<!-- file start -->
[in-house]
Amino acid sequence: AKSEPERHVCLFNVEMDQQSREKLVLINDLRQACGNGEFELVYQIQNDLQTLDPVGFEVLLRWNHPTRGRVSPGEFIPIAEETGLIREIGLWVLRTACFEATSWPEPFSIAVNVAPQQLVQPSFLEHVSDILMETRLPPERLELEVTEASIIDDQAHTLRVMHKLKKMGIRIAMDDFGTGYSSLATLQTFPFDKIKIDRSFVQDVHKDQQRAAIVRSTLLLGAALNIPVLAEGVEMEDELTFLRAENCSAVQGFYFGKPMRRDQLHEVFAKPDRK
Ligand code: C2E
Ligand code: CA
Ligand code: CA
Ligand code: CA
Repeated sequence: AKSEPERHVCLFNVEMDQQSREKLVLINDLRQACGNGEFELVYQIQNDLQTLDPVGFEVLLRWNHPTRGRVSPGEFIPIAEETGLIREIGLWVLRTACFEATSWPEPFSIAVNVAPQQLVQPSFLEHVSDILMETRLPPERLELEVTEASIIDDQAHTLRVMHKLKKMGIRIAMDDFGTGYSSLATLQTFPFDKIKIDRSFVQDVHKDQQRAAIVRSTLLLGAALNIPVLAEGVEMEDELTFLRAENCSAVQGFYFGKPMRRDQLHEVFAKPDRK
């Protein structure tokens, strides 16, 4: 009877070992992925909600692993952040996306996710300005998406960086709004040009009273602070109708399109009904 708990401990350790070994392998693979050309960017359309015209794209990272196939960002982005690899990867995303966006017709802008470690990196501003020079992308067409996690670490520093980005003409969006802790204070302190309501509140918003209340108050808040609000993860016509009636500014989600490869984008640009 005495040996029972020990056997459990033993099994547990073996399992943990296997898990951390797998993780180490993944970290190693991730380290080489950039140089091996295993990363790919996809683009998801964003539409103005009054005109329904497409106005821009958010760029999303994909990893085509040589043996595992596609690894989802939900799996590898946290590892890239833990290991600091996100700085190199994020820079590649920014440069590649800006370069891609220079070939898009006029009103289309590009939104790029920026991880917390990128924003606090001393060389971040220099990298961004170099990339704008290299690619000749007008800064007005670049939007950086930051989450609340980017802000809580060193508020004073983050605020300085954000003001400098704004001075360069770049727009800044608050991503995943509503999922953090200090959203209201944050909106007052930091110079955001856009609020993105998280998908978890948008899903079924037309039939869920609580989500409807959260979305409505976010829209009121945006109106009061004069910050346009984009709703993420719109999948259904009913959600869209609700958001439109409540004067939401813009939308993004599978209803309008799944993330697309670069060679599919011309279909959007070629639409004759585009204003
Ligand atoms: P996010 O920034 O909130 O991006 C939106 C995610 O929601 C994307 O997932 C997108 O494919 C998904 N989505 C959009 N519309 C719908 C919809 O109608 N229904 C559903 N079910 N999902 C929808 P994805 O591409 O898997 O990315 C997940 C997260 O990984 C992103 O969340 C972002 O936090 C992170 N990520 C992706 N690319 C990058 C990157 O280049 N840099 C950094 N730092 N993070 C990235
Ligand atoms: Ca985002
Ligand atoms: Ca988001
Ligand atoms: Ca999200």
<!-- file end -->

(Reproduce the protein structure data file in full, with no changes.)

[in-house]
Amino acid sequence: AKSEPERHVCLFNVEMDQQSREKLVLINDLRQACGNGEFELVYQIQNDLQTLDPVGFEVLLRWNHPTRGRVSPGEFIPIAEETGLIREIGLWVLRTACFEATSWPEPFSIAVNVAPQQLVQPSFLEHVSDILMETRLPPERLELEVTEASIIDDQAHTLRVMHKLKKMGIRIAMDDFGTGYSSLATLQTFPFDKIKIDRSFVQDVHKDQQRAAIVRSTLLLGAALNIPVLAEGVEMEDELTFLRAENCSAVQGFYFGKPMRRDQLHEVFAKPDRK
Ligand code: C2E
Ligand code: CA
Ligand code: CA
Ligand code: CA
Repeated sequence: AKSEPERHVCLFNVEMDQQSREKLVLINDLRQACGNGEFELVYQIQNDLQTLDPVGFEVLLRWNHPTRGRVSPGEFIPIAEETGLIREIGLWVLRTACFEATSWPEPFSIAVNVAPQQLVQPSFLEHVSDILMETRLPPERLELEVTEASIIDDQAHTLRVMHKLKKMGIRIAMDDFGTGYSSLATLQTFPFDKIKIDRSFVQDVHKDQQRAAIVRSTLLLGAALNIPVLAEGVEMEDELTFLRAENCSAVQGFYFGKPMRRDQLHEVFAKPDRK
């Protein structure tokens, strides 16, 4: 009877070992992925909600692993952040996306996710300005998406960086709004040009009273602070109708399109009904 708990401990350790070994392998693979050309960017359309015209794209990272196939960002982005690899990867995303966006017709802008470690990196501003020079992308067409996690670490520093980005003409969006802790204070302190309501509140918003209340108050808040609000993860016509009636500014989600490869984008640009 005495040996029972020990056997459990033993099994547990073996399992943990296997898990951390797998993780180490993944970290190693991730380290080489950039140089091996295993990363790919996809683009998801964003539409103005009054005109329904497409106005821009958010760029999303994909990893085509040589043996595992596609690894989802939900799996590898946290590892890239833990290991600091996100700085190199994020820079590649920014440069590649800006370069891609220079070939898009006029009103289309590009939104790029920026991880917390990128924003606090001393060389971040220099990298961004170099990339704008290299690619000749007008800064007005670049939007950086930051989450609340980017802000809580060193508020004073983050605020300085954000003001400098704004001075360069770049727009800044608050991503995943509503999922953090200090959203209201944050909106007052930091110079955001856009609020993105998280998908978890948008899903079924037309039939869920609580989500409807959260979305409505976010829209009121945006109106009061004069910050346009984009709703993420719109999948259904009913959600869209609700958001439109409540004067939401813009939308993004599978209803309008799944993330697309670069060679599919011309279909959007070629639409004759585009204003
Ligand atoms: P996010 O920034 O909130 O991006 C939106 C995610 O929601 C994307 O997932 C997108 O494919 C998904 N989505 C959009 N519309 C719908 C919809 O109608 N229904 C559903 N079910 N999902 C929808 P994805 O591409 O898997 O990315 C997940 C997260 O990984 C992103 O969340 C972002 O936090 C992170 N990520 C992706 N690319 C990058 C990157 O280049 N840099 C950094 N730092 N993070 C990235
Ligand atoms: Ca985002
Ligand atoms: Ca988001
Ligand atoms: Ca999200």